hidden assets, Palatine Division of Marital Assets LawyerLocating Hidden Assets in a Palatine Divorce

Illinois law requires that parties in a divorce disclose all financial information to the other spouse in order to facilitate the division of assets. Most of the time this information exchange is done in the spirit of the law, since both parties have full knowledge of both the marital asset and their spouse’s non-marital assets.

However, in certain cases, one spouse purposely hides assets from his or her spouse. This may be done in anticipation of divorce, or a spouse may have secretly stashed money away throughout the marriage in the event of a divorce.


business valuation, Palatine divorce attorneyMany couples, especially those with a high-net worth, own a business that is not only their largest asset, but their sole source of income. When these couples divorce, difficult issues arise such as how to value the business, whether it should be sold or divided and, if divided, which spouse should receives the business and how should the other spouse be paid for his share.

Illinois Business Valuation

In order determine the division of assets in a divorce, the assets must first be assigned a value. However, determining the value of a business is not as easy. For an investment account, you simply look at the balance on any given day, or for a vehicle, you can look up the Kelley Blue Book value.


marital home, Palatine divorce attorneyIf you have been following the divorce saga of Illinois’ richest man, hedge-fund billionaire Ken Griffin, you may have read that his wife recently filed Court documents alleging that Griffin plans to end her exclusive occupancy of the couple’s marital home and will no longer pay upkeep costs.

While many of us cannot relate to the lives of the very wealthy, the case raises a question that comes up almost every time when meeting with a client for the first time — who gets to live in the marital home during the divorce?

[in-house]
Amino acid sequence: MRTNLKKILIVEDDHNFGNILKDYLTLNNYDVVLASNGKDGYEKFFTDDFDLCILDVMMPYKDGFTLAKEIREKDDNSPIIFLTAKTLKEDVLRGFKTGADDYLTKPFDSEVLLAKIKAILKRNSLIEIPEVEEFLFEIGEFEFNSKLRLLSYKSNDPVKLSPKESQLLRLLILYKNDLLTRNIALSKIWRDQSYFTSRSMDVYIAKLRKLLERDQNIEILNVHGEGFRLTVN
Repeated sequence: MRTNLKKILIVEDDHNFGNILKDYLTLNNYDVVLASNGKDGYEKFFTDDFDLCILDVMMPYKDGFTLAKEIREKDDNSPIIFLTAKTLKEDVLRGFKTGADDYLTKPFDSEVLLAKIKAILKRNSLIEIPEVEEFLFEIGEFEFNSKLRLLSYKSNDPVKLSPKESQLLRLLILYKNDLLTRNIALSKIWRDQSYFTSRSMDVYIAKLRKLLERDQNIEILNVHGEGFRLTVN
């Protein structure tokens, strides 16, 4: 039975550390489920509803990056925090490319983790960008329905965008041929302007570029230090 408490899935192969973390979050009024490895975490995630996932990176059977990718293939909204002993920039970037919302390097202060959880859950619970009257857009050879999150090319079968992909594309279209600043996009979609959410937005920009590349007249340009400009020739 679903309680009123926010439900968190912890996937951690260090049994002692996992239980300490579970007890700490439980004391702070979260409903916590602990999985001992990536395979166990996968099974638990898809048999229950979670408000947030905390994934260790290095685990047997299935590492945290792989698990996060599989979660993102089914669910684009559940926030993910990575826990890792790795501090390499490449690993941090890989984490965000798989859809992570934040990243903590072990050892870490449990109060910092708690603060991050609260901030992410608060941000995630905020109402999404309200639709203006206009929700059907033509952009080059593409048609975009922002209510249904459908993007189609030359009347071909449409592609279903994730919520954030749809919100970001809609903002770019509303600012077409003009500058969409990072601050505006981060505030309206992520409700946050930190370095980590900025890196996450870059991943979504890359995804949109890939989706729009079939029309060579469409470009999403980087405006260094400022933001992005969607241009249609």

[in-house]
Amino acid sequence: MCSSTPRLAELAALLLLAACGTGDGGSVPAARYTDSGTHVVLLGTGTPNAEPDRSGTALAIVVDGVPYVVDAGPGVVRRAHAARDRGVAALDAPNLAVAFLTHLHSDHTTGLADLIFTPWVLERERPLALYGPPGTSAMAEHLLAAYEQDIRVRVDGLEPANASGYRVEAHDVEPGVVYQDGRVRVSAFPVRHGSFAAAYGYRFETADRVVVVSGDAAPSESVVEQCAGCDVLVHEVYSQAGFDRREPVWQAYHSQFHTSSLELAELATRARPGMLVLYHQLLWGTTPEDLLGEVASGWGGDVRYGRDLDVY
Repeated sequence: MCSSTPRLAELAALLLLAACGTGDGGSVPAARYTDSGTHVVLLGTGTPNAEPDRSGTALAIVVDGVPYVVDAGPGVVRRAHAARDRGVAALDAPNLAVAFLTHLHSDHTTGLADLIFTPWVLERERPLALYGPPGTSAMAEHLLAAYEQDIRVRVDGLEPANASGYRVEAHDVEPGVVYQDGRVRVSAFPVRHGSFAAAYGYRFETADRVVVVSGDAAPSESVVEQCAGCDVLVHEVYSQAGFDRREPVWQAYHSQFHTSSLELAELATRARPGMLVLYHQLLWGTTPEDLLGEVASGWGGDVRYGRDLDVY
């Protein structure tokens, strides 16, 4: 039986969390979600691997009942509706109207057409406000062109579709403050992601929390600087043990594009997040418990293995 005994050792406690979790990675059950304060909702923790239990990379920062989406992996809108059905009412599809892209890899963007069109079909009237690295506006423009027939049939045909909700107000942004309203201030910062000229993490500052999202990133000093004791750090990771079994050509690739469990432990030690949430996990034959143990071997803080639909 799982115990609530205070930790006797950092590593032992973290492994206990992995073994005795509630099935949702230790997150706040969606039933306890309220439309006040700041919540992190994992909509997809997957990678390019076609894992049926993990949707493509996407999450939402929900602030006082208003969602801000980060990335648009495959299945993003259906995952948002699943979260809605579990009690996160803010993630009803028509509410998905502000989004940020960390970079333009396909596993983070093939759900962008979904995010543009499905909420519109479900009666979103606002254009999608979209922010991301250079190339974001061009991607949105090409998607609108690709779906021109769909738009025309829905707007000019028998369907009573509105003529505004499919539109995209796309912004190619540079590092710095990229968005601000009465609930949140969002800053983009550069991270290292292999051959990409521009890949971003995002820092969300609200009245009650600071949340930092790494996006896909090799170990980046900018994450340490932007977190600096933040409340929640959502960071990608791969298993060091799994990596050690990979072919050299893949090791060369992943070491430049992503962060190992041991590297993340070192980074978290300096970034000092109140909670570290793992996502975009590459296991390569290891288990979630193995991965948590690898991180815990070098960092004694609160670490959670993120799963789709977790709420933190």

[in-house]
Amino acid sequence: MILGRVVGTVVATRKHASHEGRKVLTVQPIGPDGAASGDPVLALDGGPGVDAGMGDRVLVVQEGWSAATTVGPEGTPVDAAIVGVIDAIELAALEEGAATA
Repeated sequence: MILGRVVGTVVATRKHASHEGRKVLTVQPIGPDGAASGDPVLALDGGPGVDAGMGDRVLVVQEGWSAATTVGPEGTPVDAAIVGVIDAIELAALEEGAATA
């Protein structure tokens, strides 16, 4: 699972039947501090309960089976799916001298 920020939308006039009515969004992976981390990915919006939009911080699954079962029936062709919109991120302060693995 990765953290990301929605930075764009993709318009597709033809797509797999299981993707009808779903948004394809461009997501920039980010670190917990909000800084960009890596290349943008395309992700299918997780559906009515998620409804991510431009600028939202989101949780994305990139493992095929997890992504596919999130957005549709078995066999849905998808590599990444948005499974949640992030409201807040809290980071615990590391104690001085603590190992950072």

Temporary Relief for Possession of Marital Home


enforce property claims, Palatine division of assets attorneyTaboos regarding cohabitation are quickly becoming passe as many of today’s couples are opting to live together before – and sometimes in lieu of – marriage. According to the U.S. Census Bureau, unmarried couples comprised 45 percent of all U.S. households in 2010. But until recently, unmarried Illinois couples who ended a relationship had no rights to enforce property claims against an ex-partner, or otherwise divide assets, due to their unmarried status.

Blumenthal v. Brewer: Allowing Property Claims against Unmarried Ex-Partner

In Blumenthal v. Brewer, the Chicago couple had been in a committed relationship for 26 years. They lived together, commingled assets, and raised three children. In all ways, they acted as a married couple. Yet they were unmarried due to same-sex marriage being illegal in Illinois. Brewer, an attorney, had stayed home for several years to raise the children. Her partner, however, built a lucrative medical practice. At the end of the relationship, Blumenthal’s net worth was $500,000 more than Brewer’s.


division of assets, Palatine divorce attorneyMy spouse and I have been married 15 years. I want to get a divorce, but I have been a stay-at-home mom for the past 10 years. I have no money, and everything is in my spouse's name. I do not know how I will be able to start over from scratch.

Questions similar to the one above are often posted to social media and divorce-related websites, and understandably, those in these situations are concerned. When it comes to divorce, there is a difference between marital and separate property, and separate property is not involved in the division of property. But simply because one spouse's name is not on a title does not make it separate property.

Property Division in Illinois Divorce


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